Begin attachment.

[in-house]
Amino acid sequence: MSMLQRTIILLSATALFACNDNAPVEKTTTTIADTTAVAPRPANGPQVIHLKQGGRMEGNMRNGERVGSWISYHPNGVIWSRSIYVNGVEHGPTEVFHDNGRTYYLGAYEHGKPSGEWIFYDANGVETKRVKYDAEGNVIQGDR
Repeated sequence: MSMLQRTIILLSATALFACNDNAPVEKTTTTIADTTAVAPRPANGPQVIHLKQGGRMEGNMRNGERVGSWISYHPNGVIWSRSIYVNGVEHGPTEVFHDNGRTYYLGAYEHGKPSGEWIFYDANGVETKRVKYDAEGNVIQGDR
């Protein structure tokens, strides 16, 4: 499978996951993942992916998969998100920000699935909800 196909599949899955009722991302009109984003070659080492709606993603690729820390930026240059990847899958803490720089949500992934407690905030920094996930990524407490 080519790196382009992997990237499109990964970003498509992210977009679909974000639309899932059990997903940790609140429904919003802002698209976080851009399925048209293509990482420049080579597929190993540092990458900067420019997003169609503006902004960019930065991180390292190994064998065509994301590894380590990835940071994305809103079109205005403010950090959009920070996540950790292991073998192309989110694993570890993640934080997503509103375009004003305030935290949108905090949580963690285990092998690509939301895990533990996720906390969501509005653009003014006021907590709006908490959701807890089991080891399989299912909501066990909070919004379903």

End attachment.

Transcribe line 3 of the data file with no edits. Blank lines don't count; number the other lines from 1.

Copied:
Repeated sequence: MSMLQRTIILLSATALFACNDNAPVEKTTTTIADTTAVAPRPANGPQVIHLKQGGRMEGNMRNGERVGSWISYHPNGVIWSRSIYVNGVEHGPTEVFHDNGRTYYLGAYEHGKPSGEWIFYDANGVETKRVKYDAEGNVIQGDR